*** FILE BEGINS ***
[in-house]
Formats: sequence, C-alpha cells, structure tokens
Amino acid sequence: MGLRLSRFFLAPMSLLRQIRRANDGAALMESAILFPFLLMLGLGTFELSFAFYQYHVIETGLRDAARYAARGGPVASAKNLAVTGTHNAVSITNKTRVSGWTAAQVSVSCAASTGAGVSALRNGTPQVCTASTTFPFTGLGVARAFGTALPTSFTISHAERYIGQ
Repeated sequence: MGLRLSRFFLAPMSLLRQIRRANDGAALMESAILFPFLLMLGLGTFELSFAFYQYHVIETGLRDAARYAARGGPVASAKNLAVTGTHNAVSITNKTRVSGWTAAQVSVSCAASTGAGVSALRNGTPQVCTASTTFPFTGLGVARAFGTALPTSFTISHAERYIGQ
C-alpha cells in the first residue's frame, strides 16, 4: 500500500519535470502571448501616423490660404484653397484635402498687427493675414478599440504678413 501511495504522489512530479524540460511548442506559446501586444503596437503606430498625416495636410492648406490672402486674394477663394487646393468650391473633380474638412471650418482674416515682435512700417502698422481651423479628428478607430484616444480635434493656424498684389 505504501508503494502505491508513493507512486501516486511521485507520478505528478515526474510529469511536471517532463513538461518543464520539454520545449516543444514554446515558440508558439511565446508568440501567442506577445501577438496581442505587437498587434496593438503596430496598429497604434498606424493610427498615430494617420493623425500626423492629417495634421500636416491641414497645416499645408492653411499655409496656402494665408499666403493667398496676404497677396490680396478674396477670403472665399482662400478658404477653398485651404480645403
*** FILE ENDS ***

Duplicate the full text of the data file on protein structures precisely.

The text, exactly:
[in-house]
Formats: sequence, C-alpha cells, structure tokens
Amino acid sequence: MGLRLSRFFLAPMSLLRQIRRANDGAALMESAILFPFLLMLGLGTFELSFAFYQYHVIETGLRDAARYAARGGPVASAKNLAVTGTHNAVSITNKTRVSGWTAAQVSVSCAASTGAGVSALRNGTPQVCTASTTFPFTGLGVARAFGTALPTSFTISHAERYIGQ
Repeated sequence: MGLRLSRFFLAPMSLLRQIRRANDGAALMESAILFPFLLMLGLGTFELSFAFYQYHVIETGLRDAARYAARGGPVASAKNLAVTGTHNAVSITNKTRVSGWTAAQVSVSCAASTGAGVSALRNGTPQVCTASTTFPFTGLGVARAFGTALPTSFTISHAERYIGQ
C-alpha cells in the first residue's frame, strides 16, 4: 500500500519535470502571448501616423490660404484653397484635402498687427493675414478599440504678413 501511495504522489512530479524540460511548442506559446501586444503596437503606430498625416495636410492648406490672402486674394477663394487646393468650391473633380474638412471650418482674416515682435512700417502698422481651423479628428478607430484616444480635434493656424498684389 505504501508503494502505491508513493507512486501516486511521485507520478505528478515526474510529469511536471517532463513538461518543464520539454520545449516543444514554446515558440508558439511565446508568440501567442506577445501577438496581442505587437498587434496593438503596430496598429497604434498606424493610427498615430494617420493623425500626423492629417495634421500636416491641414497645416499645408492653411499655409496656402494665408499666403493667398496676404497677396490680396478674396477670403472665399482662400478658404477653398485651404480645403